2. Prioritize your tasks. Figure out what is most urgent and conquer those tasks first. Save the lesser important tasks for last. For example, when you come home from grocery shopping, it’s likely that you seek out the cold or frozen items to put away first. While all the items eventually need to be put away, the dry goods won’t spoil if it takes you some extra time to get to them. Think of your to-do list in the same manner. What requires your attention first? Save the lesser urgent tasks for later.
  3. Break down bigger goals into smaller more manageable parts. For example, if your goal was to clean out your kitchen you wouldn’t want to take out every item from the fridge, pantry and all of the cabinets at one time. That would be overwhelming, and it could lead you to task switch from one category of items to the next. It could also take a long time to see any progress if you have the entire kitchen pulled apart! Instead, prioritize by necessity and tackle one part at a time. When you finish the fridge, move on to the freezer, conquer the pantry and finally reorganize your cabinets. You’ll feel more accomplished and achieve the bigger goal more efficiently.
  4. Set time limits. If you’re working on a project that won’t be completed in one day, set a limit for how much time you plan to dedicate to that project each day/week. Get specific. In the Full Focus planner, they provide you with an hourly breakdown of each day so you can schedule your tasks and stay on track.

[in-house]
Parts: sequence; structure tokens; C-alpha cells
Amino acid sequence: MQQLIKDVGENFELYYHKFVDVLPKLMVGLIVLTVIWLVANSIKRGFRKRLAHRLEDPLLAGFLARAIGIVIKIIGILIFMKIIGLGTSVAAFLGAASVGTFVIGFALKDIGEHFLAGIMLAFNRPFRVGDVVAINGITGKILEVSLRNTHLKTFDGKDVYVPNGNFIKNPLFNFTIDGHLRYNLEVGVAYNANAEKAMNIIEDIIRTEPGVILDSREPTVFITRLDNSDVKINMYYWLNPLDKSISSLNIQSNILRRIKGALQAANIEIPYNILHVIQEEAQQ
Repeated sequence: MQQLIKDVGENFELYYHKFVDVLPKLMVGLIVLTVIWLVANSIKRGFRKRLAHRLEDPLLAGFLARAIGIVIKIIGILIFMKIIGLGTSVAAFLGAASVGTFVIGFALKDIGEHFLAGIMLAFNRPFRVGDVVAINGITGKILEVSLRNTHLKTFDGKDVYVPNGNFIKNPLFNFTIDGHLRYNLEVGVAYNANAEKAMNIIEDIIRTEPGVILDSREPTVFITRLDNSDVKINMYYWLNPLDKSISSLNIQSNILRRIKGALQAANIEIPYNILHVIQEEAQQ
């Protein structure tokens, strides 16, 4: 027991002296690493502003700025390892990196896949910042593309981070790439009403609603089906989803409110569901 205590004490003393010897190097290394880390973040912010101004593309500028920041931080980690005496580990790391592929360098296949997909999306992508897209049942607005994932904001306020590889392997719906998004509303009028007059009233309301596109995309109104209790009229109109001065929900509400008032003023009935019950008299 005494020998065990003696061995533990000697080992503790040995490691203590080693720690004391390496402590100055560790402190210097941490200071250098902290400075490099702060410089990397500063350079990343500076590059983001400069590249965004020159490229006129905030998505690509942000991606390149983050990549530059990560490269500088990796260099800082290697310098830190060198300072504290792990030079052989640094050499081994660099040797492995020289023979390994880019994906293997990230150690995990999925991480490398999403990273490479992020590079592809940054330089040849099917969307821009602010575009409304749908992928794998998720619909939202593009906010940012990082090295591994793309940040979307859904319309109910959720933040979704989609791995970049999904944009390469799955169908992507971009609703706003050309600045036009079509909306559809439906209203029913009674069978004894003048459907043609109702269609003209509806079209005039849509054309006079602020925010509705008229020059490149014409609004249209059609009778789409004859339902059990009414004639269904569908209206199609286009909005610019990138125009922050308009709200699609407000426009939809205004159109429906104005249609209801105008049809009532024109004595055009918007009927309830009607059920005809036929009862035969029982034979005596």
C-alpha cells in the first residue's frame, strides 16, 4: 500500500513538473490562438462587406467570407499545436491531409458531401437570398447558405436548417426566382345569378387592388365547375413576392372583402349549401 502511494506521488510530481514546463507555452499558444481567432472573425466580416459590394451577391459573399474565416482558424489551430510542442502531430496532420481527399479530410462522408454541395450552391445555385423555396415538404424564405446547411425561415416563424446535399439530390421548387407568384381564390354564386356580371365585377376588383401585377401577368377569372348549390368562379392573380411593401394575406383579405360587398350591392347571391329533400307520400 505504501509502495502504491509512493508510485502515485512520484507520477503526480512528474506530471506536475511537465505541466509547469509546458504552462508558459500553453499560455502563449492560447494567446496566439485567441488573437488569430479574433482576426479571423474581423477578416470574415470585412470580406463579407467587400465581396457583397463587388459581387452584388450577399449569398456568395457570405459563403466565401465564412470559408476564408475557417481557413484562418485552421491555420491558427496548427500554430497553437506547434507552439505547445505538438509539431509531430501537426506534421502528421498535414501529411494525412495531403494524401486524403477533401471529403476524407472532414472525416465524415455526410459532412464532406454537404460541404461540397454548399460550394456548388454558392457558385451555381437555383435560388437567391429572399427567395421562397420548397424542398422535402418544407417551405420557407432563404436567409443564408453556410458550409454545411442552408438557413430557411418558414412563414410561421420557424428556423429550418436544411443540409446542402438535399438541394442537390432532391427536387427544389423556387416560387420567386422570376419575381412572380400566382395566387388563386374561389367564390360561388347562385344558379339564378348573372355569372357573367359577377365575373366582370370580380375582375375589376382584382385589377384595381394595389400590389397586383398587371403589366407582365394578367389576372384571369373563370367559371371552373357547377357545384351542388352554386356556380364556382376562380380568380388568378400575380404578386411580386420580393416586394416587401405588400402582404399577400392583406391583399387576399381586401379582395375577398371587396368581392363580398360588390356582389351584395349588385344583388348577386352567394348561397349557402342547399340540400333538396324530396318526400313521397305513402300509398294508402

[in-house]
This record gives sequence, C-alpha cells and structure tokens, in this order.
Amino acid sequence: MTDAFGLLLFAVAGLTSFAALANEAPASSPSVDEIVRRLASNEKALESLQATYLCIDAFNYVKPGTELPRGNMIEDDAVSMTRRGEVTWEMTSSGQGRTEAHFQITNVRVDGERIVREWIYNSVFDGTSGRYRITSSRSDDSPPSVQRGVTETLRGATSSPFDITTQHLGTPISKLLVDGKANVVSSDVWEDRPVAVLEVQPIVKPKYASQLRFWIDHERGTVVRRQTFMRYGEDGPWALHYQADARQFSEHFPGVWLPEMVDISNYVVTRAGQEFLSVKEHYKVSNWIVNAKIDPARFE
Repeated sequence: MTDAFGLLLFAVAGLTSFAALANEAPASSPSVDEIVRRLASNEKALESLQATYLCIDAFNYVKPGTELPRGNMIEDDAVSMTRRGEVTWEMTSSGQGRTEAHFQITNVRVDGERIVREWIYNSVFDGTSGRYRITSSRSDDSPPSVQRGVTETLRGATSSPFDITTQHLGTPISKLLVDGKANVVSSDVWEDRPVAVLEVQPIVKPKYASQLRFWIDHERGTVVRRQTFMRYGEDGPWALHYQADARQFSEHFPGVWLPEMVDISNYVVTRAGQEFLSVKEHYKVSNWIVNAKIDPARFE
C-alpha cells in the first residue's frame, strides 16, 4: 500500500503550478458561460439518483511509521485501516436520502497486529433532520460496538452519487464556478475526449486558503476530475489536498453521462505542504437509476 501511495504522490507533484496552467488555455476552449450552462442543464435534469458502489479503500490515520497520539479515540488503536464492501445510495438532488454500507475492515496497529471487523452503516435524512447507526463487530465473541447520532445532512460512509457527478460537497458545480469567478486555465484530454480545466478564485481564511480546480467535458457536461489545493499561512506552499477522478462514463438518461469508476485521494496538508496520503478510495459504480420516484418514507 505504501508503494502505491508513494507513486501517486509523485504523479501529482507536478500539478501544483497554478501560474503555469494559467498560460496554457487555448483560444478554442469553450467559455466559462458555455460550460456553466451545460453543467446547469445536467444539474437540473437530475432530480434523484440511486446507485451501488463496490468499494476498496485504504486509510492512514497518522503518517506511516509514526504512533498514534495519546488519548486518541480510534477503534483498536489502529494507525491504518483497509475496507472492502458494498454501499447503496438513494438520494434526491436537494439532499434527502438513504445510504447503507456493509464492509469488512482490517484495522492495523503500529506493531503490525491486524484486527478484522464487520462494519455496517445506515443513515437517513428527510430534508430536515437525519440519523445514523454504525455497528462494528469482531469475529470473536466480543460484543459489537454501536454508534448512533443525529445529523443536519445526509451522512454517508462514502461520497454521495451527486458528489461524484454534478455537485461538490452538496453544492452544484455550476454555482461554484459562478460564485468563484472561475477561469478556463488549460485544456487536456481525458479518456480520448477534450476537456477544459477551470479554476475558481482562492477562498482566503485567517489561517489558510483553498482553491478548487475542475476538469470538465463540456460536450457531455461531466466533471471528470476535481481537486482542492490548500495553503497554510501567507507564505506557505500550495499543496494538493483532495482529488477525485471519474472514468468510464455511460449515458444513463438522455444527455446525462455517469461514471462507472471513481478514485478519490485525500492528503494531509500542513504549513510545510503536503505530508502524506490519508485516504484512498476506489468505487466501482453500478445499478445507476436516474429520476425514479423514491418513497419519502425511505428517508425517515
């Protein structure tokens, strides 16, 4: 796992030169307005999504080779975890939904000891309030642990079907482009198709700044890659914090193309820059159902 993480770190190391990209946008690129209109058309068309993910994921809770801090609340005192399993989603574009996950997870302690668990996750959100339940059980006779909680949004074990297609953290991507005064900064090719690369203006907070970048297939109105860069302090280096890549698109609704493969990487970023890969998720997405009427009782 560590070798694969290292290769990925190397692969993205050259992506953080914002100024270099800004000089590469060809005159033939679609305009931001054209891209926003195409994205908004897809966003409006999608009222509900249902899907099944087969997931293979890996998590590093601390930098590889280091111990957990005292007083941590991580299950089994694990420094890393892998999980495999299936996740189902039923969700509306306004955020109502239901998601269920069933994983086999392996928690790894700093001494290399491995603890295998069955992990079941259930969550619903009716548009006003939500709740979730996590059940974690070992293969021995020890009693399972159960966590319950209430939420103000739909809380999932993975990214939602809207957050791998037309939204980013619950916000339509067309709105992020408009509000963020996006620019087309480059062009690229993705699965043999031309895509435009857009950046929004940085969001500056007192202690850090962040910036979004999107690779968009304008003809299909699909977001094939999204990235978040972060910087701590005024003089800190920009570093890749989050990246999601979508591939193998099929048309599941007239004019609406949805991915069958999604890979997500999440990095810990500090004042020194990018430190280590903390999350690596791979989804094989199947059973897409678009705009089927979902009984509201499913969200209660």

5. Schedule breaks. Your mind is not a machine. If you find yourself distracted after a period of time or at a certain time each day, it’s a sign that you need a break. Schedule a break to take a quick walk, eat a snack or stop for lunch. Breaks are valuable time to refocus. 

Multitasking has become engrained within us. In school, in the workplace and at home it can feel like you need to do everything all at once to stay on track. The truth is that slowing down will improve your productivity, decrease overwhelm, restore your peace of mind and allow you to stay focused.

Why a memory health coach cares about multitasking

Attention and memory problems go hand in hand. And multitasking is one of the common causes for bad memory.

If you want to know how to improve your memory and focus, click here to read You’ll Never Have A Strong Memory Until You Improve Your Attention. Here’s How….